14. Huna Funk

    Huna Funk

    Dec 5, 2000
    One of my previous bass instructors had me practice slapping while wearing a bowling glove, I forget what they're really called. It helped me to keep my wrist locked tight when I slapped so I had to rely on a twisting motion of the forearm. It worked very well for me, maybe something you could experiment with.
  15. Thanks for your feedback Eric and Gard.

    I'll take your advice and get the basics sweet before i try for speed - i like your attitude, Gard.
  16. Glad to help Fretgrinder, hope it points you in the right direction. I learned about slapping slowly the hard way, started out on a 6 string bass! :eek: The suggestion of the bowling glove/wrist brace is good too, if you're still flailing about when you slap, hadn't thought of that one before...
  17. My big prob right now is all i have is an epiphone EB-copy with heavy guage strings, woofy pickups and high action, and a 25w no-name combo to play through until i get my other bass back from the repair man - and my 600W valve amp :D :) :D

    But i'll see if i cant get a little better slap tone ...
  18. rickbass

    rickbass Supporting Member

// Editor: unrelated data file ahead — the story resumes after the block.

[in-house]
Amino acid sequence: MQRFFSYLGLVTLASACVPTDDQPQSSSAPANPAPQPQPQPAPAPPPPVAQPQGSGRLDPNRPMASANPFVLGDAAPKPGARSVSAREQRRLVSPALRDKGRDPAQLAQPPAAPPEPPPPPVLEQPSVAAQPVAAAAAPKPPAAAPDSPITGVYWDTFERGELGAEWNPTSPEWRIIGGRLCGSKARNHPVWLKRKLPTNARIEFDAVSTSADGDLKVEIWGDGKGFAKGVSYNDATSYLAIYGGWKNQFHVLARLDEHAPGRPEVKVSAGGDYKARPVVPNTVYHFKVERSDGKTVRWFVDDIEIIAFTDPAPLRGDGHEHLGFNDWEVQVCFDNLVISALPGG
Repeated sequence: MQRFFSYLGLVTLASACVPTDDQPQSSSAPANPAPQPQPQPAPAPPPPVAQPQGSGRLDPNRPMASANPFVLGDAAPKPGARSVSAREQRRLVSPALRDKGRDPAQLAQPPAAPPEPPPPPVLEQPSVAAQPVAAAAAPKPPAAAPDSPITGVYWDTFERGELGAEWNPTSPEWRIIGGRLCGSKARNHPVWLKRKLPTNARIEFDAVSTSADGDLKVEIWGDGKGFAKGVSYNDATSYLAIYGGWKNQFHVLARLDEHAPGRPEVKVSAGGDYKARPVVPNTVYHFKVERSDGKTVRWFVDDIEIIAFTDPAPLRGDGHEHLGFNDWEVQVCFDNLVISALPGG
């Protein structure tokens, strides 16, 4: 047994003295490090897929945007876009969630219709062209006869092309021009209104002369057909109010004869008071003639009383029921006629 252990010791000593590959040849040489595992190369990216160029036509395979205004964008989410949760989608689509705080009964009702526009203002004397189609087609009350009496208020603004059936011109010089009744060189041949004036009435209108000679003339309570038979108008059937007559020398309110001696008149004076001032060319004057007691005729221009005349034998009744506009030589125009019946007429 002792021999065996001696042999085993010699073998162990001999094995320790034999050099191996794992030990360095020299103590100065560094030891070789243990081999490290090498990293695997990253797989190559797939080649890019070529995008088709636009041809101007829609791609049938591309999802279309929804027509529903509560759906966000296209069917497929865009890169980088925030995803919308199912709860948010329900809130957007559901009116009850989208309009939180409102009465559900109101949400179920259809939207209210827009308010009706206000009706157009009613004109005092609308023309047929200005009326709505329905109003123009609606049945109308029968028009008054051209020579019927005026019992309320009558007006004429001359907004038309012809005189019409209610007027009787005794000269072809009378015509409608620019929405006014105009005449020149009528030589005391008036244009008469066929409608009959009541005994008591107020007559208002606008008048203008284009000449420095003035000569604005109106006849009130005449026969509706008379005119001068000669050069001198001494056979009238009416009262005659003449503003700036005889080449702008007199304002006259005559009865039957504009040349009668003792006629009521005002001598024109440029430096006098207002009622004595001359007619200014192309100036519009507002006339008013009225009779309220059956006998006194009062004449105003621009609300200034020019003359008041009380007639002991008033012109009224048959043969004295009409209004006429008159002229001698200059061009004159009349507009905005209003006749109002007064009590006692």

I figured that is why Beaver Felton is pictured with wrist sweatbands. I've never seen him play though.

    I get all this damn crosstalk on my 5 when tapping Stu Hamm-style and all I can do is use the underside of my forearm.
  19. Rick, actually those sweatbands you see Beaver using are just that - sweatbands. I've seen him play live plenty of times (I was just in Bass Central yesterday with him for 9 hrs, gonna do the same today ;) ). Trust me, he's one guy who has no need for corrective prosthetics when it comes to good technique!!! :eek: Damn scary player, but even nicer guy.

    As for the crosstalk problem when tapping, steal Vic Wooten's trick. Go to a Eckerd's (or similar type place), and get a hair scrunchy. Put it around the headstock of your bass, just above the nut, when you get ready to tap, just slip it past the nut, and viola', no more ringing open strings. :D
  20. rickbass

    rickbass Supporting Member

    Though I haven't seen, I've heard Felton and he certainly isn't lacking in the talent dept. I was reading somewhere the other day about using sweatbands for muting and I thought, maybe......

    DAAYaam! Scrunchies, huh? I'll have to see if I can find one that looks like cherry sunburst quilted maple. ;) Thanks, Gard!